Posted by: tlboehm | June 17, 2014

Connect the Dots

Perhaps it’s self-induced sleep deprivation, or roundy round responsibilities boredom, or maybe it’s simply that the chili was so much more exciting “in theory” and the gelatinous red reality in my lunch bowl puts my dendrites in “anywhere but here” mode but whatever the reason I’m off on a tangent today.

Three hours of sleep kills filters and linear thought and it will be a struggle to keep this little lamentation going forward but it is that same disturbance in the force that compels me to write in the first place. The skips and blips in the sequencing make sense even though you aren’t up in my head. I hope you are able to connect the dots.

I read the writing of a beautiful soul today. Her name is Kate and I’ve known her for all of my “interwebs social network sojourn” and like so many writers she is passionate, capricious and pretty much unaware of the sheer talent residing between brain and fingertips. She reminded me that I long to tell stories. It’s deeper than a simple passion to create fiction, to transport a soul to a stellar place for a moment or a day. It is beyond my worth or identity as one person on the planet. There is a deeper burn at my core to connect those dots into something beyond now.

My little genealogy habit, maligned by my family and fueled by those heinous shaky leaves, is simply another expression of who I am as writer. It isn’t so much DOB, DOD get ‘er done click mcfamily as it is the story of the life rediscovered.  How sad that a legacy becomes a few scribbled lines on the back of a grimey data sheet, or a tic mark on a census.  I want to know why your mother’s name is nowhere to be found in the remnant electrical ghost of you. I want to know about your twin sisters, the ones that came state side with you – and then disappeared from the scant information I’ve found on the family.

I live in a community where families are still saturated in cultural identities they brought with them four hundred years ago. Yet I, for all my alacrity with technology and my ferreting skills can’t prove the identity of a maternal great grandparent. It disturbs my heart that someone’s little girl, someone’s mother is reduced to a simple granite marker. And so I continue to search. There is always that hope that I will find the story, the human, the life that mattered. And to be blunt – maybe I will find the arc in the storyline to prove that I matter as well.

We are story tellers for so many reasons. Perhaps you are the voice of those who no longer have the opportunity to speak. Write the story, then. No matter how simple it may be now, give it a generation to cure appropriately. It could be priceless for someone else. You may never know the end result and that’s ok. Just write it down…and do it now.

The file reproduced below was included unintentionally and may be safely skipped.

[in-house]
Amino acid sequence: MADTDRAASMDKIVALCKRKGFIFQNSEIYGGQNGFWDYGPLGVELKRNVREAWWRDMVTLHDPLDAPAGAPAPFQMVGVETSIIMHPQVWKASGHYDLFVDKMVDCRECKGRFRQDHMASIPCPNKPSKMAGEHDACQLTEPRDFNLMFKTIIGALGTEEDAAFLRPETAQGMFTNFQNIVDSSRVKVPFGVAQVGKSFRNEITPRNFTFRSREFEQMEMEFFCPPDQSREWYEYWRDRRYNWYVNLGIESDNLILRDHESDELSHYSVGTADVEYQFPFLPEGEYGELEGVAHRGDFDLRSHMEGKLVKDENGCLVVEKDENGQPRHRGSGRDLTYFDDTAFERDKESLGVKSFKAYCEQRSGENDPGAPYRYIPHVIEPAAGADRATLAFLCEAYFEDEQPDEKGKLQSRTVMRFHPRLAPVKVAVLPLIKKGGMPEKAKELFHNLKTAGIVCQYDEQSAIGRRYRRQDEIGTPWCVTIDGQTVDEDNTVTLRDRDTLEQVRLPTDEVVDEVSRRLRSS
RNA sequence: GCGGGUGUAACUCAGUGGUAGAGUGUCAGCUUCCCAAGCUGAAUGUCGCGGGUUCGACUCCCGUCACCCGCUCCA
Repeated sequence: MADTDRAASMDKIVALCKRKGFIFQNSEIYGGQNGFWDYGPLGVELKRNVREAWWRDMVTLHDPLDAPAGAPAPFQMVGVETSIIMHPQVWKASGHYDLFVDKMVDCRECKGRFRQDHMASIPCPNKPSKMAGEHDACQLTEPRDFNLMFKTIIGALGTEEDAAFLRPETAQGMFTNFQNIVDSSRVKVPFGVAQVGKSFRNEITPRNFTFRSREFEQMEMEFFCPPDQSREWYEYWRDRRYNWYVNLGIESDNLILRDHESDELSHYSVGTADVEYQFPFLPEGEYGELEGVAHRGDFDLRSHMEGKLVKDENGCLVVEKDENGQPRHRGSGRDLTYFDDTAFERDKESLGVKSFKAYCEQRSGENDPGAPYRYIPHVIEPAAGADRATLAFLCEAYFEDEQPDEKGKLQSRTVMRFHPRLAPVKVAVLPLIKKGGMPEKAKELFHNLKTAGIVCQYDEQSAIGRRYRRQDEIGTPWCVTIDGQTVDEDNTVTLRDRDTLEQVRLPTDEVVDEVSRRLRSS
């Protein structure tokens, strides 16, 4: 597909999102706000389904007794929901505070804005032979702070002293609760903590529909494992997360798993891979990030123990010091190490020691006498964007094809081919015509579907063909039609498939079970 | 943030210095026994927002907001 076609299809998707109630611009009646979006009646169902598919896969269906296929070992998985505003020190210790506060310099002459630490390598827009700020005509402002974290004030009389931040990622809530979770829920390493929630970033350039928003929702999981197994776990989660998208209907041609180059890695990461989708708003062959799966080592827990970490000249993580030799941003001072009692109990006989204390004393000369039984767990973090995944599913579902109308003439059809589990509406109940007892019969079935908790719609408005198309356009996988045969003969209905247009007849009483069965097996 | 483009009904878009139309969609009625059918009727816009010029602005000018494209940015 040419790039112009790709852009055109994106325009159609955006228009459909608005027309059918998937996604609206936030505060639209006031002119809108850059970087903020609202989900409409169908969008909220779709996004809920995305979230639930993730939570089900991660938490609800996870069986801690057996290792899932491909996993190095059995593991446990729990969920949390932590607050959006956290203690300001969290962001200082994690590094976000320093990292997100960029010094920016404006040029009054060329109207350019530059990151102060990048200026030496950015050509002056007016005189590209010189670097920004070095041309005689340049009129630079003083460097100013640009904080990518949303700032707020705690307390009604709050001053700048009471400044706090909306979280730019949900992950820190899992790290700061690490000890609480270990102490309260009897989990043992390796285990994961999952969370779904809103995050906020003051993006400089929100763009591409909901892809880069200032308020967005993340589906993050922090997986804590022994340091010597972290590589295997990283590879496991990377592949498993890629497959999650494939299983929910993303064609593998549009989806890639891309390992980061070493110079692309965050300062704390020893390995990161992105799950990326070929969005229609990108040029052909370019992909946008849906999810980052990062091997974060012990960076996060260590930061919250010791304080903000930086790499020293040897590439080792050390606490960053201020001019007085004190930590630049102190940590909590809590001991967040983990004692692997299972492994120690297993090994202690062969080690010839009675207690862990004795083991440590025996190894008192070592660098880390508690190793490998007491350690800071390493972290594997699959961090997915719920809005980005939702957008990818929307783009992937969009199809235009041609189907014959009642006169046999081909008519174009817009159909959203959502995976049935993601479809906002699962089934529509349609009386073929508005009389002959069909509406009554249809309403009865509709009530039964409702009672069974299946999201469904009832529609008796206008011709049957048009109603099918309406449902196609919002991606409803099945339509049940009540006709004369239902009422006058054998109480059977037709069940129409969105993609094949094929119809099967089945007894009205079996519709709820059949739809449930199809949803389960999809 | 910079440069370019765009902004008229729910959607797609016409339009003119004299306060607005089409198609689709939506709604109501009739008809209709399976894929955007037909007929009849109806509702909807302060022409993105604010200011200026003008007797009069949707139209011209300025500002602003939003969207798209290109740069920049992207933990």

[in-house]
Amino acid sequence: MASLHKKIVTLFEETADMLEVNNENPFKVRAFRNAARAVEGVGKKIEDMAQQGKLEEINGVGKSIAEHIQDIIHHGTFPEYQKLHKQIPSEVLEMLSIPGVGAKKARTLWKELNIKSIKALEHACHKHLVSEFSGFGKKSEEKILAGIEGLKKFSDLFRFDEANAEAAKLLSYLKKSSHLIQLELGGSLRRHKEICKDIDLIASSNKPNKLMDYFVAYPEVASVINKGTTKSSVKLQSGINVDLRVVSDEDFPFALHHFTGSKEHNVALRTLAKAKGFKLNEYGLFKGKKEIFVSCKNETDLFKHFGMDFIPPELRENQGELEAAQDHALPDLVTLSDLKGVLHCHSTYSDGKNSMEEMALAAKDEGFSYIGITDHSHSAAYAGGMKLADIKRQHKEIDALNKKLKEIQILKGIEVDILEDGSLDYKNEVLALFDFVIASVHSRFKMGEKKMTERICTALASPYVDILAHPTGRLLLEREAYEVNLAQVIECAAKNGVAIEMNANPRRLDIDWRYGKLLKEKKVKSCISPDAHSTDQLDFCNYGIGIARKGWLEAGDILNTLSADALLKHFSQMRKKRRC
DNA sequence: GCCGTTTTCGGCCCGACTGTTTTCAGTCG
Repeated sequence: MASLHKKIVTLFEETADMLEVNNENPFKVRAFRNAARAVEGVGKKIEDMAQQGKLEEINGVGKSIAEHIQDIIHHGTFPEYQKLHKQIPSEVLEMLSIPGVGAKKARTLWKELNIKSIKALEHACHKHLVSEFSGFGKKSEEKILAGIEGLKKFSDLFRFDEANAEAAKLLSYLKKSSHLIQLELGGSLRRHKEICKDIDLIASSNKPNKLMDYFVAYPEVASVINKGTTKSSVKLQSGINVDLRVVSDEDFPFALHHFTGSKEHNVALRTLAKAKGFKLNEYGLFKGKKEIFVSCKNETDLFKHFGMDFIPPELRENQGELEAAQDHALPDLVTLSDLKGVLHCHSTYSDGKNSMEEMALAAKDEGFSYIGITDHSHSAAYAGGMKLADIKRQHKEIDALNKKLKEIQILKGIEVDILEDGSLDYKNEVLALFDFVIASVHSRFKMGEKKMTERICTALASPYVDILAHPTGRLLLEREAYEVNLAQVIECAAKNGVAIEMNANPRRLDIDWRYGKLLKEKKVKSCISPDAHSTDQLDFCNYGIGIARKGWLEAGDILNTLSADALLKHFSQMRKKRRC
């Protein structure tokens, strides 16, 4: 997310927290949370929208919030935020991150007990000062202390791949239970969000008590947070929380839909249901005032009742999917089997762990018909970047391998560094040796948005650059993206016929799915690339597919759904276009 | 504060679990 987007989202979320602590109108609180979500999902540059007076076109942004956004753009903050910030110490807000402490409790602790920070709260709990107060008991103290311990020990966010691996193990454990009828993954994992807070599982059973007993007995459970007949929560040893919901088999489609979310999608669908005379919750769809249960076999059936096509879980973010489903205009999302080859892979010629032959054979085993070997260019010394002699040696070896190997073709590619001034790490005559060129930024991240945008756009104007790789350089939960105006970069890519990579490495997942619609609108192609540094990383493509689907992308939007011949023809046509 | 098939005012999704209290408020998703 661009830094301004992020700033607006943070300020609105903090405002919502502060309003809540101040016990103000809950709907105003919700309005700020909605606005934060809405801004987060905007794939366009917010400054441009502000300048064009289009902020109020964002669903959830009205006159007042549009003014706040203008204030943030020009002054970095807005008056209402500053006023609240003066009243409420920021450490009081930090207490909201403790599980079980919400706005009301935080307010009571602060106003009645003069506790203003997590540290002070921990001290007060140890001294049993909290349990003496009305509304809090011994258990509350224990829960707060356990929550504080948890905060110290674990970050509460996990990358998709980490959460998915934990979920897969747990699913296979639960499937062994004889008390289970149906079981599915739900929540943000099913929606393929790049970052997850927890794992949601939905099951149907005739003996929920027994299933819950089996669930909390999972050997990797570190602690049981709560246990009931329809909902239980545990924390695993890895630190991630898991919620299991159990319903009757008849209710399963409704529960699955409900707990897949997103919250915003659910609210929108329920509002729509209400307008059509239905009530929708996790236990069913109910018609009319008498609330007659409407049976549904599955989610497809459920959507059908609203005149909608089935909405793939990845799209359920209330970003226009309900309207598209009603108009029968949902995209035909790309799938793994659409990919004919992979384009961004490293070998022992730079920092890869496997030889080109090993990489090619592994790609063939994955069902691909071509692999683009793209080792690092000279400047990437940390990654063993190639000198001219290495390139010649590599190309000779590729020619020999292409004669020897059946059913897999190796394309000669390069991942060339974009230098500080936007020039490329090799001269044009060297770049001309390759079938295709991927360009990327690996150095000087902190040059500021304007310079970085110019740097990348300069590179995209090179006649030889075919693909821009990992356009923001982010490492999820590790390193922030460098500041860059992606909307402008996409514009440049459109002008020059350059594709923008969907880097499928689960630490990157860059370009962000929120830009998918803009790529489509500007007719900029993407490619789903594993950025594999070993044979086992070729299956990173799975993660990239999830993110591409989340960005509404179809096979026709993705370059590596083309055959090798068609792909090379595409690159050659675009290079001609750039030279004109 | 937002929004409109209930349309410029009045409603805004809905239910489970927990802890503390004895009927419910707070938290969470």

1. Wow – thank you. I’ve just awakened from a long nap so forgive me if my comment sounds like it’s coming from someone who’s been drugged. Some of the best stories in genealogy are the ones that never quite add up, because we can only piece the scraps of evidence together and make a translation. Try going back to the International records of and see if you can narrow any of those options down, though I have found that many of them wanted to wipe their trail. I hate that mine left so few clues, but then I love the idea that their circumstances might have been such that they had no other choice and that they were clever enough to pull it off. That’s a story worth telling.

  2. Beautiful thoughts, and for a sleep deprived person, better put together than those of us who aren’t. I too have been going in starts and fits trying to track down family as far back as possible. It is a fun, discouraging, enlightening and ultimately triumphant undertaking, well worth the effort. And your absolutely right about Kate, I have been reading her works since we met on multiply and she is a very talented writer.

    • Sorry, Tammy, I wanted to share your post and Kara got confused. RANDY – Tammy really is an excellent writer. You should save her page and pay her a visit when you can.

  3. Love you! I like reading you’re blogs.:)

  4. no worries, Kate! You are awesome

  5. I feel the same way about Kate’s talent and your Genealogy. I enjoyed the fact that Kate shared it with me. She seems to know what I like.

  6. Hi Tamster, long time no chat…what a beautiful, thought provoking post…I too, long to know more about my ancestors. On the paternsl side (my dad is full-blooded Kuna) the natives of Panama kept an oral history of one’s lineage and it was easy to construct a chart of my dad’s side. My mother’s lineage is proving much more difficult…sigh…her family was in Panama only for five generations….it is great to reconnect with you.

  7. This was a wonderful post. 🙂

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